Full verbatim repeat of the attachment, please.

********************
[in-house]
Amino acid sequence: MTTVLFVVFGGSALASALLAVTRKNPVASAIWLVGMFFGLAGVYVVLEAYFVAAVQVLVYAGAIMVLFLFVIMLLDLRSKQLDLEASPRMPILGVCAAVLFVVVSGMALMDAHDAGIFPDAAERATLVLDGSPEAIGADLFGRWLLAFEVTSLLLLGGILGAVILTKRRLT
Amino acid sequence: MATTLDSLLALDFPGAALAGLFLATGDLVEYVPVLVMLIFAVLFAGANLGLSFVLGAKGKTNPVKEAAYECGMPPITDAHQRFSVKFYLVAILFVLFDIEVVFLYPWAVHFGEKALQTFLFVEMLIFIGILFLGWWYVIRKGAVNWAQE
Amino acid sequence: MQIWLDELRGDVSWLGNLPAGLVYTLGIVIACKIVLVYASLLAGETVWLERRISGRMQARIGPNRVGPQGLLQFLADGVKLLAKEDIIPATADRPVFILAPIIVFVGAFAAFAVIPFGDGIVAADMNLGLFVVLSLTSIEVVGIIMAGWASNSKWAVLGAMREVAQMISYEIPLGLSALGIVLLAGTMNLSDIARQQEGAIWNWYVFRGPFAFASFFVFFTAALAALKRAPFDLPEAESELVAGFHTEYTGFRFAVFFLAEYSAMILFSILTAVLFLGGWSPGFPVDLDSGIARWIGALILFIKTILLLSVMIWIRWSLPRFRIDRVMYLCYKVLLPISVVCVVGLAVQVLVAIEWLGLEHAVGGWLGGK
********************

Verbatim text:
[in-house]
Amino acid sequence: MTTVLFVVFGGSALASALLAVTRKNPVASAIWLVGMFFGLAGVYVVLEAYFVAAVQVLVYAGAIMVLFLFVIMLLDLRSKQLDLEASPRMPILGVCAAVLFVVVSGMALMDAHDAGIFPDAAERATLVLDGSPEAIGADLFGRWLLAFEVTSLLLLGGILGAVILTKRRLT
Amino acid sequence: MATTLDSLLALDFPGAALAGLFLATGDLVEYVPVLVMLIFAVLFAGANLGLSFVLGAKGKTNPVKEAAYECGMPPITDAHQRFSVKFYLVAILFVLFDIEVVFLYPWAVHFGEKALQTFLFVEMLIFIGILFLGWWYVIRKGAVNWAQE
Amino acid sequence: MQIWLDELRGDVSWLGNLPAGLVYTLGIVIACKIVLVYASLLAGETVWLERRISGRMQARIGPNRVGPQGLLQFLADGVKLLAKEDIIPATADRPVFILAPIIVFVGAFAAFAVIPFGDGIVAADMNLGLFVVLSLTSIEVVGIIMAGWASNSKWAVLGAMREVAQMISYEIPLGLSALGIVLLAGTMNLSDIARQQEGAIWNWYVFRGPFAFASFFVFFTAALAALKRAPFDLPEAESELVAGFHTEYTGFRFAVFFLAEYSAMILFSILTAVLFLGGWSPGFPVDLDSGIARWIGALILFIKTILLLSVMIWIRWSLPRFRIDRVMYLCYKVLLPISVVCVVGLAVQVLVAIEWLGLEHAVGGWLGGK